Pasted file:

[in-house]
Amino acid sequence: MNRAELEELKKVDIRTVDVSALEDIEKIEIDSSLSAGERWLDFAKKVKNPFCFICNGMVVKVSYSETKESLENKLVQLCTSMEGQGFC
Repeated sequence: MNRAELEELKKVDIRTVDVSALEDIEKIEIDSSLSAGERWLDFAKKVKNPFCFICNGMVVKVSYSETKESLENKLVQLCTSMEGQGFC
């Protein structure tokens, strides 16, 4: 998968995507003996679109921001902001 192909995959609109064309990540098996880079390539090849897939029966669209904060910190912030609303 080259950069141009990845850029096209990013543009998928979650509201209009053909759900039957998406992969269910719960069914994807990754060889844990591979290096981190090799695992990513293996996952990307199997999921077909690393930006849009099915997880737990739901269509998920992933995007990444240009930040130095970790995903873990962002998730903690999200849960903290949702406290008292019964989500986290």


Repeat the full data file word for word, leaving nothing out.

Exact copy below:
[in-house]
Amino acid sequence: MNRAELEELKKVDIRTVDVSALEDIEKIEIDSSLSAGERWLDFAKKVKNPFCFICNGMVVKVSYSETKESLENKLVQLCTSMEGQGFC
Repeated sequence: MNRAELEELKKVDIRTVDVSALEDIEKIEIDSSLSAGERWLDFAKKVKNPFCFICNGMVVKVSYSETKESLENKLVQLCTSMEGQGFC
């Protein structure tokens, strides 16, 4: 998968995507003996679109921001902001 192909995959609109064309990540098996880079390539090849897939029966669209904060910190912030609303 080259950069141009990845850029096209990013543009998928979650509201209009053909759900039957998406992969269910719960069914994807990754060889844990591979290096981190090799695992990513293996996952990307199997999921077909690393930006849009099915997880737990739901269509998920992933995007990444240009930040130095970790995903873990962002998730903690999200849960903290949702406290008292019964989500986290």